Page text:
Welcome back to ‘Adventures in Home Networking’ – Part 2.
Recently, due to changes in our household, we were forced to consider making some physical changes to the way the house was set up. A decision was reached to move my home office into one of the bedrooms, so that it could be closed/sealed off by a single doorway; to prevent our young baby from access to potentially swallowable items on low shelves.
This change induced some necessary changes to the home networking infrastructure. The main ADSL router, which also acted as a gigabit switch, needed to stay in place (due to wiring of the house, only two telephone jacks are properly wired for DSL).
A new, top-of-the-line Netgear wireless router/switch (also gigabit) was purchased and added to the networking gear in my office. The 500mb/s D-Link PowerLine adapters are used to network the WWW-enabled router to the office router.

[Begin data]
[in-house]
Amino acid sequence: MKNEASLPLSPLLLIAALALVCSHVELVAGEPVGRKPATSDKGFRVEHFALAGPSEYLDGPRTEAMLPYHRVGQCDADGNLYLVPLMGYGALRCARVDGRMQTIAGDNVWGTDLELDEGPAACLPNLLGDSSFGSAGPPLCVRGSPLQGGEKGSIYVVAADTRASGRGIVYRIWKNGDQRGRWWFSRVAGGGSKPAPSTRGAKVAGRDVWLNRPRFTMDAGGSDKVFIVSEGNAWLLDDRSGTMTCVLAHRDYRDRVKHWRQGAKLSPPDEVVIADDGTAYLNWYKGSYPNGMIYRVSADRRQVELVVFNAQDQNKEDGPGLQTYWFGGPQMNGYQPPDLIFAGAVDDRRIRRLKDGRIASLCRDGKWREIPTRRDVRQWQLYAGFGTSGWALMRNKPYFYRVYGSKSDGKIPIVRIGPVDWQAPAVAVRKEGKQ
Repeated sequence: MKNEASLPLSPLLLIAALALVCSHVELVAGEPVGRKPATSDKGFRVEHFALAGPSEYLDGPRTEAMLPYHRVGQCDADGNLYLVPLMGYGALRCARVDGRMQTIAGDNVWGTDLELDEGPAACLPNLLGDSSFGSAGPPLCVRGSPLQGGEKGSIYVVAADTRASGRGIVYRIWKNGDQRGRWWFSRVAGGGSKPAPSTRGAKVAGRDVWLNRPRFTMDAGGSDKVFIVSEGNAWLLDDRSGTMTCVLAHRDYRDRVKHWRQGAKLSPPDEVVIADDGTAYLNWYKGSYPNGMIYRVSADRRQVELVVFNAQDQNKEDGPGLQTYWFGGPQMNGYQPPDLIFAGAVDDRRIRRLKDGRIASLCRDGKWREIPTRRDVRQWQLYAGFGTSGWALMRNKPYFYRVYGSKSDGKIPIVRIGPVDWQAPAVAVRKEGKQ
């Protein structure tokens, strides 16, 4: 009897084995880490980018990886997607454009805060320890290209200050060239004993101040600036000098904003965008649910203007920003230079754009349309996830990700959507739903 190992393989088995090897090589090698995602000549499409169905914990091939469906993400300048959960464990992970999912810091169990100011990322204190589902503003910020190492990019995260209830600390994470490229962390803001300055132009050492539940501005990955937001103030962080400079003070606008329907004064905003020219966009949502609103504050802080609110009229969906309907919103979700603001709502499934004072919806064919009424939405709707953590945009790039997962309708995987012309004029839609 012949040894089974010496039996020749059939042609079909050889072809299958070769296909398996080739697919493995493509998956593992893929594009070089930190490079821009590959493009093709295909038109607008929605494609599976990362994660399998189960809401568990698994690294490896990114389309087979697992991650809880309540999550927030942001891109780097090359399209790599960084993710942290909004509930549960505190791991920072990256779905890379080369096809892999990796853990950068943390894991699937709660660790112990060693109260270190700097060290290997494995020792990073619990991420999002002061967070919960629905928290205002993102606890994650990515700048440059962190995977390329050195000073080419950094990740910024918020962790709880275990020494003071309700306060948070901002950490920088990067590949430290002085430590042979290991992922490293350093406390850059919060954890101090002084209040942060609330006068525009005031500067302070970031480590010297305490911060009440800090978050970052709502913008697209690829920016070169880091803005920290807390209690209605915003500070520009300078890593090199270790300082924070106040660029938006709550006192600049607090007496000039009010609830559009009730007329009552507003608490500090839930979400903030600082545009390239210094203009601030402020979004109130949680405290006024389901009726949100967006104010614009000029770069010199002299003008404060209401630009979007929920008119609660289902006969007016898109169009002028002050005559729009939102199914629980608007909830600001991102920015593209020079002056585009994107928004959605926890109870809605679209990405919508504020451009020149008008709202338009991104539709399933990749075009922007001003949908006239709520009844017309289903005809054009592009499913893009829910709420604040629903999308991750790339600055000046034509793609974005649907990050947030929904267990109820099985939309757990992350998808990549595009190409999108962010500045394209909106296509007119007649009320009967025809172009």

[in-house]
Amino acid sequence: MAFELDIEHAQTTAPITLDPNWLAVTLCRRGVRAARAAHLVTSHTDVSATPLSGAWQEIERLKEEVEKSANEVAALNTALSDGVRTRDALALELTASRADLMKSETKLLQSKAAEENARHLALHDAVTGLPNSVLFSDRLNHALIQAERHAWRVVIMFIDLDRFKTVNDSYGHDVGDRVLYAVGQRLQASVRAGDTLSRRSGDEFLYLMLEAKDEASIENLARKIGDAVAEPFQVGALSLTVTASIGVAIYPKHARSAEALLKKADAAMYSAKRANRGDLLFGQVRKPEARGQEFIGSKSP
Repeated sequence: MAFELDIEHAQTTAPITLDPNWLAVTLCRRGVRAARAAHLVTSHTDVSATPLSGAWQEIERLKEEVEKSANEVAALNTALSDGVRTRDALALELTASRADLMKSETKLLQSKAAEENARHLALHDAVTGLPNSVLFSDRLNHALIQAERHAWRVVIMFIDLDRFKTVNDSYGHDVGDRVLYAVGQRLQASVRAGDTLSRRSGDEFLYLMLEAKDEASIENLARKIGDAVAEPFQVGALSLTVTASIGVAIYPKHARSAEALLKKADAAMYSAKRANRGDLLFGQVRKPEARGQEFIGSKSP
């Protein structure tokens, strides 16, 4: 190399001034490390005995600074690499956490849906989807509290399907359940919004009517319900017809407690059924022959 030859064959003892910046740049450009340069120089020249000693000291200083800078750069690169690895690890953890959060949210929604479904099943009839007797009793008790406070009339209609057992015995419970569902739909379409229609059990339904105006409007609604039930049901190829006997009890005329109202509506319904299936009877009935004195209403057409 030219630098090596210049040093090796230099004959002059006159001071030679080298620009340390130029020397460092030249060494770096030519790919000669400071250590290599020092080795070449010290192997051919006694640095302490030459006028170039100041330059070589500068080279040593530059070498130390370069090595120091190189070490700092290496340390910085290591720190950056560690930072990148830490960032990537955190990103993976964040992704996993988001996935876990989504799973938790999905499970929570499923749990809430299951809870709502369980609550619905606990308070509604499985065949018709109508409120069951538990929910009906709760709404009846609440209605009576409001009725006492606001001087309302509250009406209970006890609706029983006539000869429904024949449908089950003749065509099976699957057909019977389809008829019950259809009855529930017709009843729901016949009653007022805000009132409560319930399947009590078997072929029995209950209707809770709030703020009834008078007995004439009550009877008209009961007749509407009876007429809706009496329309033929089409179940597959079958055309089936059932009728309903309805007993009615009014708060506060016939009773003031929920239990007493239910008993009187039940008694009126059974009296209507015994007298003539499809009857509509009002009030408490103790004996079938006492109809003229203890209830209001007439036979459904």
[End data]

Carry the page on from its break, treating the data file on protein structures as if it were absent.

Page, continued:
So there are two main WLAN access points, both wireless routers are dual band (2.4 GHz and 5 GHz) and allow for up to 300 Mpbs (router A) and 450 Mpbs (router B). The WLAN coverage is pretty consistent, with both being detected at the rear of the property. The picture above merely illustrates the intention – actual coverage is better.
The main problem was how to facilitate the kitchen area where there is a large concentration of electrical interference. Placing the WLANs on either side of the kitchen means that wireless devices can connect to the closest access point.